Article (3): Each State Party can take legal action in regards to a crime, according to their domestic legislation, against the intervention of citizens or residents in the internal affairs of any other State Party.

It is not clear what is considered an ‘intervention’ in the internal affairs, yet this article is considered an apparent violation and breach of Article (19) of the Universal Declaration of Human Rights which states, ‘Everyone has the right to freedom of opinion and expression; this right includes freedom to hold opinions without interference and to seek, receive and impart information and ideas through any media and regardless of frontiers’. It also violates the first clause of Article (18) of the International Covenant on Civil and Political Rights which states, ‘Everyone shall have the right to freedom of thought, conscience and religion’.

Article (4): Each State Party shall cooperate to inform the other parties - upon request – about the information and personal data of the citizens of the requesting State or its residents, in the terms of reference of the Ministries of Interior.

This article conflicts with the privacy rights and specifically Article (17) of the International Covenant on Civil and Political Rights which states, ‘No one shall be subjected to arbitrary or unlawful interference with his privacy, family, home or correspondence, nor to unlawful attacks on his honour and reputation. Everyone has the right to the protection of the law against such interference or attacks’. As well, it conflicts with Article (12) of the Universal Declaration of Human Rights which states, ‘No one shall be subjected to arbitrary interference with his privacy, family, home or correspondence, nor to attacks upon his honour and reputation. Everyone has the right to the protection of the law against such interference or attacks’.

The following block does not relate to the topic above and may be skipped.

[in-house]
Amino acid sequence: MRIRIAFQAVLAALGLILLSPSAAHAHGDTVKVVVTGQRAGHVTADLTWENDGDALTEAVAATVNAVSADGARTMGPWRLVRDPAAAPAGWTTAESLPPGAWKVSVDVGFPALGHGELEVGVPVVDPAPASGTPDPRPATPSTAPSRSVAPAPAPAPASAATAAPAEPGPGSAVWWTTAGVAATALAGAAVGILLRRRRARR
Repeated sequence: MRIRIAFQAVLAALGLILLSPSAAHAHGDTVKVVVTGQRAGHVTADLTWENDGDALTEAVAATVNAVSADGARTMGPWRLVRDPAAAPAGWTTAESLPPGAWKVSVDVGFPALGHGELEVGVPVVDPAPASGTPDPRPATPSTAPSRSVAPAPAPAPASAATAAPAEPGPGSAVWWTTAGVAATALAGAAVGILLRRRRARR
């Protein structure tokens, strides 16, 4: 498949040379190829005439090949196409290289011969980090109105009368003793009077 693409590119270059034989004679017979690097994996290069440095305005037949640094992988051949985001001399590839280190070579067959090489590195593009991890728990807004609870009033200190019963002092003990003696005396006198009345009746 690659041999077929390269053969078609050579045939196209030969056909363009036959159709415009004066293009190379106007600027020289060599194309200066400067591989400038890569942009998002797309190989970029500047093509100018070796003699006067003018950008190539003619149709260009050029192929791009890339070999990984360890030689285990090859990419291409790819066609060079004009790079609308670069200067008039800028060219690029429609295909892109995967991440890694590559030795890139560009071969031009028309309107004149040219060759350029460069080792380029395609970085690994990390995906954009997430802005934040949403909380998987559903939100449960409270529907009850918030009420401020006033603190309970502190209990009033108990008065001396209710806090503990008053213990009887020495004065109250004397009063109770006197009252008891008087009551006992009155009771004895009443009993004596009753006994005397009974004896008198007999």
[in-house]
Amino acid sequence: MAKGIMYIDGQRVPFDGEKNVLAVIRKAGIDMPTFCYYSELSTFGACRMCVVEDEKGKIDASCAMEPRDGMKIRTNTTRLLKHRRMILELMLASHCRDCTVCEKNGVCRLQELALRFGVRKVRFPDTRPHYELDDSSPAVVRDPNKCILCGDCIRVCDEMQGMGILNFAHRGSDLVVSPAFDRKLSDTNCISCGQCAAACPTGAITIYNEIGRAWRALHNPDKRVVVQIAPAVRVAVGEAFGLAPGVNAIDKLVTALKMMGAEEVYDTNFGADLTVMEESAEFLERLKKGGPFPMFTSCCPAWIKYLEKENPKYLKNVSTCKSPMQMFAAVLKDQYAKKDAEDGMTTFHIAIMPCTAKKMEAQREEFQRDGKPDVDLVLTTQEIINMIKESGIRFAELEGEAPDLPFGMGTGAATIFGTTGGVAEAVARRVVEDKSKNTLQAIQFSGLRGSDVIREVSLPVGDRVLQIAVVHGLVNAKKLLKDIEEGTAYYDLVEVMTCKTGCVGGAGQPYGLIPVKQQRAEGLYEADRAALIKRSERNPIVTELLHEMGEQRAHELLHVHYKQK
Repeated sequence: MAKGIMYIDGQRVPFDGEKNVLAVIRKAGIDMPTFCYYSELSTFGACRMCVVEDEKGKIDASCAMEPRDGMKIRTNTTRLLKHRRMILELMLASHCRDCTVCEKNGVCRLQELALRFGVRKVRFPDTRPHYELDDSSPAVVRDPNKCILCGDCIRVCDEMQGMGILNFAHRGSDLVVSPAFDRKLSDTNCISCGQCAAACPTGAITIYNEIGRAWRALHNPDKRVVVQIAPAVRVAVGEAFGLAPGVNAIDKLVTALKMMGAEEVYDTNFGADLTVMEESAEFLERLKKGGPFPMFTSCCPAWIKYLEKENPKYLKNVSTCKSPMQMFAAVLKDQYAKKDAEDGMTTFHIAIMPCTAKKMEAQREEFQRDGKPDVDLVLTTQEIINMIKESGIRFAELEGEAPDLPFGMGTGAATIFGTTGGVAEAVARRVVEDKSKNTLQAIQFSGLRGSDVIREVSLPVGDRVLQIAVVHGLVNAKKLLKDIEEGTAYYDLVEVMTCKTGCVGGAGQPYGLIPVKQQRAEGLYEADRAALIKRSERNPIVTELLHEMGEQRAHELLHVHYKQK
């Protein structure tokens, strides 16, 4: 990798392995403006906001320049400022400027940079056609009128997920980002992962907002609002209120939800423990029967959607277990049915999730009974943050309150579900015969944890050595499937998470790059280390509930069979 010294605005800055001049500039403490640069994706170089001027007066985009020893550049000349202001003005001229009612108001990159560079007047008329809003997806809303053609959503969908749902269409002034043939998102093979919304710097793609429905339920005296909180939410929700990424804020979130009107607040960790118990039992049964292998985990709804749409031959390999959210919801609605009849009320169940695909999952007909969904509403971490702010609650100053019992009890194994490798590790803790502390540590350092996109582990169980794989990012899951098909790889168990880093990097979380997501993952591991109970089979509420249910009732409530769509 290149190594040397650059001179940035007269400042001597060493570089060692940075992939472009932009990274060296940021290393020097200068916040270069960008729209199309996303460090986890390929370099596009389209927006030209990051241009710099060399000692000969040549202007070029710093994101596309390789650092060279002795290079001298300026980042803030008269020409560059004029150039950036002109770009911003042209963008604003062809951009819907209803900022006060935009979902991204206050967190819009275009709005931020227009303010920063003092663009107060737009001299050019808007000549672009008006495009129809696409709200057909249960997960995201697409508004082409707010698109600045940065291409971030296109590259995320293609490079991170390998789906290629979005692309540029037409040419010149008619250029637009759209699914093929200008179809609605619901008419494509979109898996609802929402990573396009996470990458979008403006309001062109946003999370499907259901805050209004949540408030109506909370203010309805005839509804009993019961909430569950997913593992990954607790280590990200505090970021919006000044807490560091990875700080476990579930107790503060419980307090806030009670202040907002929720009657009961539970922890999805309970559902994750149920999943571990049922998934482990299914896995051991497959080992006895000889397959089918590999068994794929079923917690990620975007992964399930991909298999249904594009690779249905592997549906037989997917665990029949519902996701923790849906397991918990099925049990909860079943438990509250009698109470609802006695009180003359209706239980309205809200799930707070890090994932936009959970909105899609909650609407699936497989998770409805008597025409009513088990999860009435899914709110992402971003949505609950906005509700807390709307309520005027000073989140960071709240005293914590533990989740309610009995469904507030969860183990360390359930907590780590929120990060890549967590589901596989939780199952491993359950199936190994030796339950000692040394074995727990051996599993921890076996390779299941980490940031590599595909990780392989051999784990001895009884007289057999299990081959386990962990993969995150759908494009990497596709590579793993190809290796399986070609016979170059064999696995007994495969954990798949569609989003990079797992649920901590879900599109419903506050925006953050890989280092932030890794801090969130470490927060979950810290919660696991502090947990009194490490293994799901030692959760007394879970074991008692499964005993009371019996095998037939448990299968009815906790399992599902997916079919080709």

One of the sources of concern is that this article permits the ministries of interior to request personal information without resorting to the judicial bodies and without requiring a court ruling according to the regular implemented procedures as is the case with international agreements where such measures are usually regulated through court when the prosecution of one country requests information from another country.

Article (8): State Parties exchange the names of exiles and those with dangerous precedents and the data and information related to them, and report on their movement.

This article contradicts the right to freedom of movement and travel according to Article (12) of the International Covenant on Civil and Political Rights which states, ‘Everyone lawfully within the territory of a State shall, within that territory, have the right to liberty of movement and freedom to choose his residence. Everyone shall be free to leave any country, including his own. The above-mentioned rights shall not be subject to any restrictions except those which are provided by law, are necessary to protect national security, public order, public health or morals or the rights and freedoms of others, and are consistent with the other rights recognized in the present Covenant. No one shall be arbitrarily deprived of the right to enter his own country’. It also contradicts Article (13) of the Universal Declaration of Human Rights which states, ‘Everyone has the right to freedom of movement and residence within the borders of each state’. The BCHR had previously documented cases of arbitrary measures practiced against activists to restrict their freedom[4] and deprive them their right to practicing their peaceful activity.